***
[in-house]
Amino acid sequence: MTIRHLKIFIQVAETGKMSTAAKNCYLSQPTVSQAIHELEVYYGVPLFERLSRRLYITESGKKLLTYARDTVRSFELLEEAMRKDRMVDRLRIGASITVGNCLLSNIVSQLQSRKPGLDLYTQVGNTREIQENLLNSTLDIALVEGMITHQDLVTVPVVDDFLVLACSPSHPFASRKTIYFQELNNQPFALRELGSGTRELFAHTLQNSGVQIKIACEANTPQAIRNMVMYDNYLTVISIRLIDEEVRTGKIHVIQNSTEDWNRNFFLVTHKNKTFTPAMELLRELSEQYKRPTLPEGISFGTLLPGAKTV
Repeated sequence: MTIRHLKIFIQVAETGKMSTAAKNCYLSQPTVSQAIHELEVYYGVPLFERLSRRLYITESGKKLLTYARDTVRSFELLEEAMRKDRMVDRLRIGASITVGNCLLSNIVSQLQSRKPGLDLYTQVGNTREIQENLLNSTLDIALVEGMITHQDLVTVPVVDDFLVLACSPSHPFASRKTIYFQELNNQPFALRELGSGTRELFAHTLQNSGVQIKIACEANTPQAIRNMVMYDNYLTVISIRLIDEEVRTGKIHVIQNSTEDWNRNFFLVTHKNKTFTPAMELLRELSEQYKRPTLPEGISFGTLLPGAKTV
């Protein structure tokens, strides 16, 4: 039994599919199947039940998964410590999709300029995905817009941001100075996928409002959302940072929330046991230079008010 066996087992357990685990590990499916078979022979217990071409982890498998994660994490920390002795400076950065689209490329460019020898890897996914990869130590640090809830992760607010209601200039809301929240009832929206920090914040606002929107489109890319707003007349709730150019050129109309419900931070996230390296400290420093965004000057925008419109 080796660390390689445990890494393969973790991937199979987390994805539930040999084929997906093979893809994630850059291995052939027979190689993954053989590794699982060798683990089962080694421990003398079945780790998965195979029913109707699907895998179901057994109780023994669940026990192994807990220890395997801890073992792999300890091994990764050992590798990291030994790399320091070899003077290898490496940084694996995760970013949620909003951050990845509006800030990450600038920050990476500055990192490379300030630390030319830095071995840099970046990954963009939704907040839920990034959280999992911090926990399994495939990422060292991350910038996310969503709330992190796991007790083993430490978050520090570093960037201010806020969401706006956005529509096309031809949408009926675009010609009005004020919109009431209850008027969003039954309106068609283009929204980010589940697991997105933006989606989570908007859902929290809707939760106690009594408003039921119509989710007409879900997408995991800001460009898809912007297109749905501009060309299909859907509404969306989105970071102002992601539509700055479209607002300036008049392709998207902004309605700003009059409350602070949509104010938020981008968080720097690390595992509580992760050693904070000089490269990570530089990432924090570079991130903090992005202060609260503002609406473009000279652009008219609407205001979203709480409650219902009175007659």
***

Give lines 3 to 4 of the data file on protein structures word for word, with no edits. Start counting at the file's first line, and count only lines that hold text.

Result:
Repeated sequence: MTIRHLKIFIQVAETGKMSTAAKNCYLSQPTVSQAIHELEVYYGVPLFERLSRRLYITESGKKLLTYARDTVRSFELLEEAMRKDRMVDRLRIGASITVGNCLLSNIVSQLQSRKPGLDLYTQVGNTREIQENLLNSTLDIALVEGMITHQDLVTVPVVDDFLVLACSPSHPFASRKTIYFQELNNQPFALRELGSGTRELFAHTLQNSGVQIKIACEANTPQAIRNMVMYDNYLTVISIRLIDEEVRTGKIHVIQNSTEDWNRNFFLVTHKNKTFTPAMELLRELSEQYKRPTLPEGISFGTLLPGAKTV
């Protein structure tokens, strides 16, 4: 039994599919199947039940998964410590999709300029995905817009941001100075996928409002959302940072929330046991230079008010 066996087992357990685990590990499916078979022979217990071409982890498998994660994490920390002795400076950065689209490329460019020898890897996914990869130590640090809830992760607010209601200039809301929240009832929206920090914040606002929107489109890319707003007349709730150019050129109309419900931070996230390296400290420093965004000057925008419109 080796660390390689445990890494393969973790991937199979987390994805539930040999084929997906093979893809994630850059291995052939027979190689993954053989590794699982060798683990089962080694421990003398079945780790998965195979029913109707699907895998179901057994109780023994669940026990192994807990220890395997801890073992792999300890091994990764050992590798990291030994790399320091070899003077290898490496940084694996995760970013949620909003951050990845509006800030990450600038920050990476500055990192490379300030630390030319830095071995840099970046990954963009939704907040839920990034959280999992911090926990399994495939990422060292991350910038996310969503709330992190796991007790083993430490978050520090570093960037201010806020969401706006956005529509096309031809949408009926675009010609009005004020919109009431209850008027969003039954309106068609283009929204980010589940697991997105933006989606989570908007859902929290809707939760106690009594408003039921119509989710007409879900997408995991800001460009898809912007297109749905501009060309299909859907509404969306989105970071102002992601539509700055479209607002300036008049392709998207902004309605700003009059409350602070949509104010938020981008968080720097690390595992509580992760050693904070000089490269990570530089990432924090570079991130903090992005202060609260503002609406473009000279652009008219609407205001979203709480409650219902009175007659």